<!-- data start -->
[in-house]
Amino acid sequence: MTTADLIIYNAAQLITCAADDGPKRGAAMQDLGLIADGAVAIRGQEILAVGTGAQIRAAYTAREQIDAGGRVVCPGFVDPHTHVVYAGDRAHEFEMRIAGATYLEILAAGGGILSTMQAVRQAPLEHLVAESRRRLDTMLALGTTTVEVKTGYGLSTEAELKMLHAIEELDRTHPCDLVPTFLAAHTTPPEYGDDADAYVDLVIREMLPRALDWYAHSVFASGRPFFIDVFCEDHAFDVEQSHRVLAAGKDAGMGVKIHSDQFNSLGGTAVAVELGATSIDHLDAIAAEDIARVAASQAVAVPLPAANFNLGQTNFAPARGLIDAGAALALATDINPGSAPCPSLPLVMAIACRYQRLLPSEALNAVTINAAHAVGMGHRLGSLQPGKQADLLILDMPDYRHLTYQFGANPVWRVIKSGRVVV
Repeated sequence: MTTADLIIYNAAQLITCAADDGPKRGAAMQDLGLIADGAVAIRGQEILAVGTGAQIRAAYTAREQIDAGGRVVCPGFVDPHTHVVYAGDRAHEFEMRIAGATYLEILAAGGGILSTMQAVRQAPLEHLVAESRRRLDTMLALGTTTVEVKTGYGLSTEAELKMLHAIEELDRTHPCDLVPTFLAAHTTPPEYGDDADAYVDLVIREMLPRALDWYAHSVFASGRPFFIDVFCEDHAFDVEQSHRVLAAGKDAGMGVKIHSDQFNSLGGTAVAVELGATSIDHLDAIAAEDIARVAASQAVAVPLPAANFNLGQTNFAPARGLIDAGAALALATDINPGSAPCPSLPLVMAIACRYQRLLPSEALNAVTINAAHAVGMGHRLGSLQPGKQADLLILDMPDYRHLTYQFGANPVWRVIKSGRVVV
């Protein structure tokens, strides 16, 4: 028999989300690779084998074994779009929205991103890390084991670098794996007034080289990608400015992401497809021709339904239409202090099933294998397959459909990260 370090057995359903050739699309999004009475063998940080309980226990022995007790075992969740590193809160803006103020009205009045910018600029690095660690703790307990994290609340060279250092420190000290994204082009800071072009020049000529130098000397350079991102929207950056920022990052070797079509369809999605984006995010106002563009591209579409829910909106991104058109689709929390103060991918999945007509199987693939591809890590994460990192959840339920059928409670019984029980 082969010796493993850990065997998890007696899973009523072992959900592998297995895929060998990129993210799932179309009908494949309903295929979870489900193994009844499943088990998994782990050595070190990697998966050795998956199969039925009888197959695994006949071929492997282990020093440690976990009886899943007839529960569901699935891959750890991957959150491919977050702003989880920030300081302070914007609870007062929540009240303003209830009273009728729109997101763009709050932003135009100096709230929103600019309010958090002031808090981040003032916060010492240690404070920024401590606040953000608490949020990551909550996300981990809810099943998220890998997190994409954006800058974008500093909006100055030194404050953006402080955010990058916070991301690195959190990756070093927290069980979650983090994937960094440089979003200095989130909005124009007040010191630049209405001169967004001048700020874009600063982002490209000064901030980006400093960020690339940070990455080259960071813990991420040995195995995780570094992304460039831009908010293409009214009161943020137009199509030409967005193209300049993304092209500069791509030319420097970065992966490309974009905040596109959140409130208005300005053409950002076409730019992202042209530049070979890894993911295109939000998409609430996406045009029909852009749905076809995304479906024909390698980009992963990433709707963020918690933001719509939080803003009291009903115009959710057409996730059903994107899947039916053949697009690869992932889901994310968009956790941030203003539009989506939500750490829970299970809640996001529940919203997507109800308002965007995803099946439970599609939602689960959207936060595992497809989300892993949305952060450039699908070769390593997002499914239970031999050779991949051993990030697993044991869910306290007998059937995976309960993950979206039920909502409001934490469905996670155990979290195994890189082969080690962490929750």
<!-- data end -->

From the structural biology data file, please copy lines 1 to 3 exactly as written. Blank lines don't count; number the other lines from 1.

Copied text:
[in-house]
Amino acid sequence: MTTADLIIYNAAQLITCAADDGPKRGAAMQDLGLIADGAVAIRGQEILAVGTGAQIRAAYTAREQIDAGGRVVCPGFVDPHTHVVYAGDRAHEFEMRIAGATYLEILAAGGGILSTMQAVRQAPLEHLVAESRRRLDTMLALGTTTVEVKTGYGLSTEAELKMLHAIEELDRTHPCDLVPTFLAAHTTPPEYGDDADAYVDLVIREMLPRALDWYAHSVFASGRPFFIDVFCEDHAFDVEQSHRVLAAGKDAGMGVKIHSDQFNSLGGTAVAVELGATSIDHLDAIAAEDIARVAASQAVAVPLPAANFNLGQTNFAPARGLIDAGAALALATDINPGSAPCPSLPLVMAIACRYQRLLPSEALNAVTINAAHAVGMGHRLGSLQPGKQADLLILDMPDYRHLTYQFGANPVWRVIKSGRVVV
Repeated sequence: MTTADLIIYNAAQLITCAADDGPKRGAAMQDLGLIADGAVAIRGQEILAVGTGAQIRAAYTAREQIDAGGRVVCPGFVDPHTHVVYAGDRAHEFEMRIAGATYLEILAAGGGILSTMQAVRQAPLEHLVAESRRRLDTMLALGTTTVEVKTGYGLSTEAELKMLHAIEELDRTHPCDLVPTFLAAHTTPPEYGDDADAYVDLVIREMLPRALDWYAHSVFASGRPFFIDVFCEDHAFDVEQSHRVLAAGKDAGMGVKIHSDQFNSLGGTAVAVELGATSIDHLDAIAAEDIARVAASQAVAVPLPAANFNLGQTNFAPARGLIDAGAALALATDINPGSAPCPSLPLVMAIACRYQRLLPSEALNAVTINAAHAVGMGHRLGSLQPGKQADLLILDMPDYRHLTYQFGANPVWRVIKSGRVVV